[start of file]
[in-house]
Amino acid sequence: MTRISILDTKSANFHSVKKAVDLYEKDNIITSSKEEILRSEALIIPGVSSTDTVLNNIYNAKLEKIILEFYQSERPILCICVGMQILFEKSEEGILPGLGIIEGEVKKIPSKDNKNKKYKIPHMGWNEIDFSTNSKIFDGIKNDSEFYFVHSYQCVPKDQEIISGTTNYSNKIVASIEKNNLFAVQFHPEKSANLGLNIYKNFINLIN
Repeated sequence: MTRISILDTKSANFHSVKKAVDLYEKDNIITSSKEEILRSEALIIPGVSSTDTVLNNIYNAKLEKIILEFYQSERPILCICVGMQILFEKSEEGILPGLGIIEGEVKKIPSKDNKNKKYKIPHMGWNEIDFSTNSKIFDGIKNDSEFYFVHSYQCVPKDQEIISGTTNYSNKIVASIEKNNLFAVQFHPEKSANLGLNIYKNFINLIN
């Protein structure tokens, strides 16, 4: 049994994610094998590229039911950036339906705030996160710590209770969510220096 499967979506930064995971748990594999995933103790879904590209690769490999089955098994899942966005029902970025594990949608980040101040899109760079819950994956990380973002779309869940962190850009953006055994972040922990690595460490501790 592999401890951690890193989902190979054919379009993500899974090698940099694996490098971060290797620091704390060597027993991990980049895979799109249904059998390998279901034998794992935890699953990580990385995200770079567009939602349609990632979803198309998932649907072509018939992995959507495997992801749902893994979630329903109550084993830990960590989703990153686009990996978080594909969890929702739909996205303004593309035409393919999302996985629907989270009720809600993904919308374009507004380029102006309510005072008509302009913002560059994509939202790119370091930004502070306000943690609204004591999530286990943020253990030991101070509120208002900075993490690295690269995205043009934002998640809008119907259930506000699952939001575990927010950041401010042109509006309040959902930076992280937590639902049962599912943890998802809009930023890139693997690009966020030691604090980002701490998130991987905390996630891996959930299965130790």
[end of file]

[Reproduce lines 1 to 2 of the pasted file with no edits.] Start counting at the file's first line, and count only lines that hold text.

[in-house]
Amino acid sequence: MTRISILDTKSANFHSVKKAVDLYEKDNIITSSKEEILRSEALIIPGVSSTDTVLNNIYNAKLEKIILEFYQSERPILCICVGMQILFEKSEEGILPGLGIIEGEVKKIPSKDNKNKKYKIPHMGWNEIDFSTNSKIFDGIKNDSEFYFVHSYQCVPKDQEIISGTTNYSNKIVASIEKNNLFAVQFHPEKSANLGLNIYKNFINLIN